It was a facile promise for Nithya Raman (CD4) to make, in the final days of a hard campaign. Raman told voters in a last-minute mailer that she would “use city-owned parking lots to create safe parking, with services, safety, and security, that will help our unhoused neighbors, not push them out of their cars and onto our streets.”
That configuration has now morphed into affordable housing units for the homeless replacing the city parking lot at 728 S. Cochran Avenue in the Miracle Mile and another one at 1905 N. Highland Avenue, in Hollywood.
A minimum of staff work done by Raman’s campaign team, and then, once in office, her CD4 staff, would have revealed the problems Councilmember Herb Wesson (CD10) had in Koreatown when he had the exact same city-owned parking lot idea for 682 South Vermont Avenue. The community killed it.
Among the reasons for rejection was the fierce community blowback because Councilmember Wesson had not gone to the community first with his plan to gauge a reaction. Albert Einstein’s statement that “doing the same thing twice and expecting a different result is the definition of insanity” could apply to Raman.
Nevertheless, Raman charged ahead, alone -- without community support or even forewarning it of what she specifically intended to do -- by submitting a motion to the city council with her plans for a homeless and/or affordable housing structure in the Miracle Mile. She made a similar motion for a Hollywood city-owned parking lot conversion to housing.
Raman faces a different sort of opposition from Hollywood residents than Wesson did when he tried this scheme, although there will be plenty of them in the parking-starved Miracle Mile. The community has already had one city-owned parking lot, a couple of blocks from the Cochran location, taken away to make room for a subway construction staging area.
Raman must convince the Archdiocese of Los Angeles’ Cathedral Chapel School, (photo above) directly across the street from the proposed homeless housing project, that the project will not negatively impact the school.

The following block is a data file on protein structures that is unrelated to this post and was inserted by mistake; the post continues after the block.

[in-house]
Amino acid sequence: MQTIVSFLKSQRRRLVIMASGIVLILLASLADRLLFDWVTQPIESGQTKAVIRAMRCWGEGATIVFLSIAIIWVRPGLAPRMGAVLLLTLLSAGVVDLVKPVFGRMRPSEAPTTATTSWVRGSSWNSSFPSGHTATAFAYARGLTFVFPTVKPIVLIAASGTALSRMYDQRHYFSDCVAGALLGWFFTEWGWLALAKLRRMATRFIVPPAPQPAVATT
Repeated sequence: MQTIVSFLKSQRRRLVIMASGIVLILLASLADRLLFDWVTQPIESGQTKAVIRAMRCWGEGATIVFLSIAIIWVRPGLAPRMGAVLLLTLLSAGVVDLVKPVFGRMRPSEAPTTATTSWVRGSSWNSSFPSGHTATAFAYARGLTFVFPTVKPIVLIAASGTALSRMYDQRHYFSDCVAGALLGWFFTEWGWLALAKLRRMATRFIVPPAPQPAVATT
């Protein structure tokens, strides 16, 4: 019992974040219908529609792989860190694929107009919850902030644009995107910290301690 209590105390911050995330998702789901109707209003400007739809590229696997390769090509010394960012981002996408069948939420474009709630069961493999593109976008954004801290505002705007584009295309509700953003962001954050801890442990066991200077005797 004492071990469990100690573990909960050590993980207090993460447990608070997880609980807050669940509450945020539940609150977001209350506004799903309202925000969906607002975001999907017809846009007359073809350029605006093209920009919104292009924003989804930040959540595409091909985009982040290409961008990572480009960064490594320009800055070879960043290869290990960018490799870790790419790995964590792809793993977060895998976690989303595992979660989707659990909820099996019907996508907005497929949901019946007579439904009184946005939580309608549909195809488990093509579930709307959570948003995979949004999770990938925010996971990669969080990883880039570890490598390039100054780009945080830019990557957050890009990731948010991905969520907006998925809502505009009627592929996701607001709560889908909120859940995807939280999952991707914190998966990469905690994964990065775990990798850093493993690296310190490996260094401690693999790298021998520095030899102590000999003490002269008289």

A Miracle Mile community source offered this observation: “If she wants to preserve rent-stabilized units in older historic buildings without off-street parking and small businesses along Wilshire, she should leave that parking lot alone. And the idea of putting such a facility across the street from a kindergarten and elementary school is outrageously offensive. She is obviously not someone who understands the Miracle Mile community at all. Utterly clueless.”
Cathedral Chapel School Principal Tina Kipp was even more succinct. Her conversation with Raman did not go as smoothly as it could have, mainly because Raman’s talk with the school started after she’d made a motion in city council, instead of ahead of her final decision to convert the parking lot into homeless and affordable housing.
By the time Raman met with the school principal, her motion had already been forwarded to the housing committee for study.
Principal Kipp told CityWatch,
“What is most upsetting is that there was no consultation by Councilmember Raman. She needs to listen to the voices of concern, such as the parents, the neighborhood, and the nuns that built a retirement home next door. Raman says let’s do a feasibility study first before hearing comments. . . .Community input should come before a study, not after when it’s too late.
“I met with Councilmember Raman on June 15, with the school’s pastor and vice principal. Her motion to start the ball rolling on this project had already been made in the City Council by then, although we did not know that, nor did she tell us. This foreclosed any opportunity for community feedback before the fact. After the meeting, Raman said that a ‘fact sheet’ would be available, and that she would set a date for a community meeting.”
Raman could look at the last time a development project went up against a local school. The Hancock Park Elementary School, also in CD4, fought against the owner of the adjacent Town and Country Shopping Center that wanted to put a tall residential tower in the parking lot. Teachers and parents mobilized and successfully lobbied then Councilmember David Ryu (CD4), who listened to them and acted in the interest of the school.